Sue Dickey knows nursing is in her blood. Her great grandmother became a small-town Pennsylvania nurse in 1900.
“I visited there about 20 years ago,” Dickey says. “The lady who lived next door to her former house, who was in her nineties, said to me, ‘did you know your great grandmother delivered me?’”
Dickey found her own calling in pediatric nursing, then obstetrical neonatal practice, and came to Temple to teach in 1981. Now, she is set to retire after 43 years delivering Temple nurses into the world, so to speak. All told, it’s been around 90 semesters.
“I've missed four days of clinical practice and two lectures in those ninety, because either I was sick or my daughter was sick,” she says. “Nurses just go to work.”
Dickey has aided countless children and families through her hands-on nursing care, and she has advanced nursing education and practice by sharing her expertise with the American Nurses Association and the International Society of Nurses in Genetics (ISONG), among others. She has created an endowment that will help Temple faculty and staff travel to gain experience they can bring back to students. But it may be her work with generations of students that she values most.
“I have graduates who have far surpassed me in their accomplishments,” she says. “They are awesome people, and they've become awesome contributors to the profession.”
Dickey started at Vanderbilt University in Nashville before transferring to the University of Pennsylvania, where she earned all her nursing degrees: a bachelor’s in 1975 and master’s in 1980, followed by a return for her PhD in 1991. She went right to work at Children’s Hospital of Philadelphia in 1975, later adding obstetrical neonatal practice at the Hospital of the University of Pennsylvania. She has provided pediatric nursing care to home care patients, bone marrow transplant and other oncology patients, and to young people with cystic fibrosis, sickle cell anemia, congenital heart and other surgical defects, and other pediatric conditions.
“It’s not that I don't like all humans of all ages, but pediatrics and OB neonatal, they're my heart as far as my clinical affiliations,” she says. “Especially for these chronically underserved communities. The care delivered to minority women in OB/neonatal has been abysmal in the 21st century. It has declined, statistically. How does that happen in this country?”
Concerns like those attracted her to Temple. “Temple is all about these underserved communities, and the amazing diversity in our student body,” she says. She loves how the nursing program promotes interprofessional education, helping students develop skills to work collaboratively in interdisciplinary teams. Dickey has a deep and abiding respect for Temple colleagues and served as a representative to the Faculty Senate for decades. From 2016 to 2021, she was on the Faculty Senate Steering Committee (FSSC), both as secretary for five semesters and as a member of the FSSC. She is a member of the Temple Association of University Professionals (TAUP) and was the nursing advisor to the TAUP Health and Safety Committee during the worst of the COVID-19 pandemic.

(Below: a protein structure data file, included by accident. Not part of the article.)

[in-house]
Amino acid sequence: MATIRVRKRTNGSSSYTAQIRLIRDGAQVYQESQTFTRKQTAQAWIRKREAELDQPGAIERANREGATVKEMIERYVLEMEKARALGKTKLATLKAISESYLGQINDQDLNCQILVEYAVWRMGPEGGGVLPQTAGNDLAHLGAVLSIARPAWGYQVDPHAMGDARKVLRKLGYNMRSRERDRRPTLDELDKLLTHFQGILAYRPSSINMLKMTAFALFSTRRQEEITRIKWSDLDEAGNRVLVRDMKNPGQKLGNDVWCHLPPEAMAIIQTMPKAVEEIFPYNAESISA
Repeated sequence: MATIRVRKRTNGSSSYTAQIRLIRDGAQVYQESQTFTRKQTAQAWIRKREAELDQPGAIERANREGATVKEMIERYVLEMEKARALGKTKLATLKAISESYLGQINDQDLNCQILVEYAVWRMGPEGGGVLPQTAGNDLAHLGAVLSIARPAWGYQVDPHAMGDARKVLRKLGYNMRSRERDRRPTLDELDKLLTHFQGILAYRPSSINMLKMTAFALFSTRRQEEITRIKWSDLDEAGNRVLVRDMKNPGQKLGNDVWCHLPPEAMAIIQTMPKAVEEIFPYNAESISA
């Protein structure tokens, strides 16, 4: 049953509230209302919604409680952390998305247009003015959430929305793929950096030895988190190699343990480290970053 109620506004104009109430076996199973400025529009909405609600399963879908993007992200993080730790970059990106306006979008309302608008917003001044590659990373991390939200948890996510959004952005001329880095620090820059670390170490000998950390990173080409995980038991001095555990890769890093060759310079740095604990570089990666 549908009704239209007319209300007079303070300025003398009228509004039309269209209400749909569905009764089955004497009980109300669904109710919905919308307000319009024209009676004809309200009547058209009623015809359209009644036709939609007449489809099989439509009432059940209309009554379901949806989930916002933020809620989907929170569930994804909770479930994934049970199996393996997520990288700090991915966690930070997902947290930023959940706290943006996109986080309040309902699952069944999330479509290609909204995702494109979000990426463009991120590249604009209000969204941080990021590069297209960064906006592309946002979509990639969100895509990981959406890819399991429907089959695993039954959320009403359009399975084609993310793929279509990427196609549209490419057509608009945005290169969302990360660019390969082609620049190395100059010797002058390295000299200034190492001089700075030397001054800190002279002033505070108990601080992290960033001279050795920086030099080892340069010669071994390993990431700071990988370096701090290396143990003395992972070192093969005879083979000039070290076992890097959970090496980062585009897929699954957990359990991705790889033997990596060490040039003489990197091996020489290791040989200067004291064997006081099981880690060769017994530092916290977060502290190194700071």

As an associate professor, Dickey has taught classes ranging from bedside care to health policy and economics. She has helped student nurses learn about community pediatric settings as an instructor in Temple Nursing’s Community Home program. She has been a writing instructor as well as a writer, co-authoring a 2000+ page textbook called Children and Their Families: The Continuum of Care in 1998 and authoring dozens of published papers and position statements for professional nursing organizations.
“Nursing is a profession of knowledge workers,” she says. "I often asked my students, ‘what is the most important skill set that nurses have?’ It's communication skills. Nurses speak three or four languages. We speak medical terminology. We speak the slang of our neighborhoods where we grew up. We speak among one another with nursing terminology. Some may speak a language from a different country of origin. We speak as many languages as the patient needs.”
Her desire to keep nurses at the center of patient care has included building expertise in genomics and bioethics, which she brought to her courses and writing.
“It is the genetics and genomics era. We need to have a working knowledge of it,” she insists. She taught a Genetics and Genomics undergraduate course and has incorporated the subject into her graduate teaching of Family Theories and Health Policy. Appointed to the American Nurses' Association Advisory Committee on Ethics and Human Rights, Dickey co-authored the ANA position statement on Registered Nurses' Roles and Responsibilities in Providing Expert Care and Counseling at the End of Life. She has authored other position statements for the International Society of Nurses in Genetics.
“I'd like to see a shift in the general population, from thinking of nurses as servants, who should just put their lives on the line for everybody, to people whose knowledge should be respected,” she says. “A little more R-E-S-P-E-C-T.”
Her endowment, called the Temple University Nursing Faculty and Staff Award, will provide an annual recipient with funds to travel “so that they can enhance their own edification and bring it back to the students,” she says.
And though she is retiring from the classroom, she isn’t done. She volunteers as a camp nurse in the Poconos every summer, and she hopes to help Temple nursing run a symposium populated by Temple nursing graduates. “They have done fabulous things, with all their contributions to society at the local, national and international levels,” she says.
She feels Temple nursing has a tradition that’s different from other local schools. “There's no kind way to say it,” she says with a smile. “I think we're the meanest nice people in Philly. We're tough. We show up and get it done. Done well!”